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Old 07-17-2021, 07:59 PM
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aleuzzi aleuzzi is offline
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Default Christine’s piano playing in Chicken Shack

Today, I was listening to “It’s Okay With Me Baby” (always loved this tune) and let compilation album continue right into “When My Left Eye Jumps.” I hardly ever listen to the Stan Webb tracks so I was floored by Christine’s piano playing on the song. If you can put up with Stan’s singing, I urge to listen to it. Her attack is so confident and forceful, as if she’d been playing blues her entire life. And given the lack of overdubbing, the piano is foregrounded in the mix, so you can really hear her digging in.

With FM, Christine’s playing became more foundational. As part of the musical bedrock that inevitably featured whichever guitarist was in the lineup, this change helped give the band its signature sound. But I do wish she’d allowed herself an occasional opportunity to break out like she did on the first two Chicken Shack records.
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Old 07-18-2021, 11:06 AM
lazy poker lazy poker is offline
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Originally Posted by aleuzzi View Post
Today, I was listening to “It’s Okay With Me Baby” (always loved this tune) and let compilation album continue right into “When My Left Eye Jumps.” I hardly ever listen to the Stan Webb tracks so I was floored by Christine’s piano playing on the song. If you can put up with Stan’s singing, I urge to listen to it. Her attack is so confident and forceful, as if she’d been playing blues her entire life. And given the lack of overdubbing, the piano is foregrounded in the mix, so you can really hear her digging in.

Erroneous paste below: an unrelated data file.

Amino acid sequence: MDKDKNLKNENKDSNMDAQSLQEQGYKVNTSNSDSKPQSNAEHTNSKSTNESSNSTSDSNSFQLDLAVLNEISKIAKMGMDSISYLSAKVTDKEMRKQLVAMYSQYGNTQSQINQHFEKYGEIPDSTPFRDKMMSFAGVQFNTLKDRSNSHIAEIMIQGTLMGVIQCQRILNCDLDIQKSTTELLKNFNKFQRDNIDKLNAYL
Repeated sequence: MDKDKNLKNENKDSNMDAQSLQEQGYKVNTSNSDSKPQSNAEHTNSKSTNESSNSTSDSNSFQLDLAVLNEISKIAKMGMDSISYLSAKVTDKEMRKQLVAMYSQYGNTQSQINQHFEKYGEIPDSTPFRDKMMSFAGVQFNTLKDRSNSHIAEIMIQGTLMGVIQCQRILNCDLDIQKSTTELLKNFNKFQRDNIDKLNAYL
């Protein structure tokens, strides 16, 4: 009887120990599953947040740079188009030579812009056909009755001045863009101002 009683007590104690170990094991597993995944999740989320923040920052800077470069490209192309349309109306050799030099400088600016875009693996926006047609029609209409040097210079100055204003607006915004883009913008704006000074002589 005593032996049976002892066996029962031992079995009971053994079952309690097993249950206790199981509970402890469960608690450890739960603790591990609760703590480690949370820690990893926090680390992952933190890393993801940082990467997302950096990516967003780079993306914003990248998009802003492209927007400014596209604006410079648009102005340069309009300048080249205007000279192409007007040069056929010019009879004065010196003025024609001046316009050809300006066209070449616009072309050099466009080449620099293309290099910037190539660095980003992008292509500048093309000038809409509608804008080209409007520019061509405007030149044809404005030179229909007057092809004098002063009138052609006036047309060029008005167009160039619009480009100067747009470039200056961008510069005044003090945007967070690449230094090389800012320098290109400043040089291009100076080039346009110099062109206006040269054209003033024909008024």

(. . .) I do wish she’d allowed herself an occasional opportunity to break out like she did on the first two Chicken Shack records.
The reason I got into Chicken Shack at the time indeed was Christine, not Stan Webb. Let's face it - he's a hardly bearable howler (to avoid the terms "singer" and "vocalist") and he's not much of a real blues guitarist. That said, it was the tracks that were mostly dominated by Christine's great piano playing and her haunting vocals (the like I've never heard before!) that drew me into the Shack. And - as I mentioned somewhere else here before already - another part that was responsible for that, was the tight rhythm section of Andy Sylvester and Dave Bidwell. So I could've done well without the eccentric Mr. Webb - with the Christine Perfect Trio, if you like.

But that was certainly not to be and by the way she'd recorded her eponimous first album and had a few gigs with her band featuring Top Topham, she'd already changed her style pretty much. Thus I had hoped that it would actually come to a much-rumoured blues album of hers, to maybe once more bringing her fine piano style and her satin vocals to the fore in an according blues setting. But somehow I'm afraid this is nothing more than wishful thinking again.